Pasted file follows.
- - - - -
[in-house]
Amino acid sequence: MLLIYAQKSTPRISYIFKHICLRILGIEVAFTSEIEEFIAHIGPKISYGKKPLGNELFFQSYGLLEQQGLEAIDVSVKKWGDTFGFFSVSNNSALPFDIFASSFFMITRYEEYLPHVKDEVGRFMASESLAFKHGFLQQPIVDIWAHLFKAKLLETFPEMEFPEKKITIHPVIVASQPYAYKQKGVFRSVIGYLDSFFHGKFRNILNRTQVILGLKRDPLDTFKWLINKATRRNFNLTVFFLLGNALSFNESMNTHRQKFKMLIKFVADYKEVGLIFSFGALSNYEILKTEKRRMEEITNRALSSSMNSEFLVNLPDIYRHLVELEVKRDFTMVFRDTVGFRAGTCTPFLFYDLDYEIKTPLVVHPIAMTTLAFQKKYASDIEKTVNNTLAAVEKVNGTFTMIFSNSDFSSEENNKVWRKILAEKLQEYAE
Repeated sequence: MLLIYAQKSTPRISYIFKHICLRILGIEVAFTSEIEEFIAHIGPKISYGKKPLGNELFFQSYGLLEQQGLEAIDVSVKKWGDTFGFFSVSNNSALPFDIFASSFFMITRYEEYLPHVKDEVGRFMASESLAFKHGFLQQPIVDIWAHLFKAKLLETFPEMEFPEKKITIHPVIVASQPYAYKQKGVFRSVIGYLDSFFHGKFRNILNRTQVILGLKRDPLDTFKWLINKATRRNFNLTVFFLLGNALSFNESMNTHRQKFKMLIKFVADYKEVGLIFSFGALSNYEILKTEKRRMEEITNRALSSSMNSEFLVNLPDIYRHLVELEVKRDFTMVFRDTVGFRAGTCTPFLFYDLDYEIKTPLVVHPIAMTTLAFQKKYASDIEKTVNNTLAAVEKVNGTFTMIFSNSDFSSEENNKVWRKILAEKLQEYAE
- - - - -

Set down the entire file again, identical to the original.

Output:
[in-house]
Amino acid sequence: MLLIYAQKSTPRISYIFKHICLRILGIEVAFTSEIEEFIAHIGPKISYGKKPLGNELFFQSYGLLEQQGLEAIDVSVKKWGDTFGFFSVSNNSALPFDIFASSFFMITRYEEYLPHVKDEVGRFMASESLAFKHGFLQQPIVDIWAHLFKAKLLETFPEMEFPEKKITIHPVIVASQPYAYKQKGVFRSVIGYLDSFFHGKFRNILNRTQVILGLKRDPLDTFKWLINKATRRNFNLTVFFLLGNALSFNESMNTHRQKFKMLIKFVADYKEVGLIFSFGALSNYEILKTEKRRMEEITNRALSSSMNSEFLVNLPDIYRHLVELEVKRDFTMVFRDTVGFRAGTCTPFLFYDLDYEIKTPLVVHPIAMTTLAFQKKYASDIEKTVNNTLAAVEKVNGTFTMIFSNSDFSSEENNKVWRKILAEKLQEYAE
Repeated sequence: MLLIYAQKSTPRISYIFKHICLRILGIEVAFTSEIEEFIAHIGPKISYGKKPLGNELFFQSYGLLEQQGLEAIDVSVKKWGDTFGFFSVSNNSALPFDIFASSFFMITRYEEYLPHVKDEVGRFMASESLAFKHGFLQQPIVDIWAHLFKAKLLETFPEMEFPEKKITIHPVIVASQPYAYKQKGVFRSVIGYLDSFFHGKFRNILNRTQVILGLKRDPLDTFKWLINKATRRNFNLTVFFLLGNALSFNESMNTHRQKFKMLIKFVADYKEVGLIFSFGALSNYEILKTEKRRMEEITNRALSSSMNSEFLVNLPDIYRHLVELEVKRDFTMVFRDTVGFRAGTCTPFLFYDLDYEIKTPLVVHPIAMTTLAFQKKYASDIEKTVNNTLAAVEKVNGTFTMIFSNSDFSSEENNKVWRKILAEKLQEYAE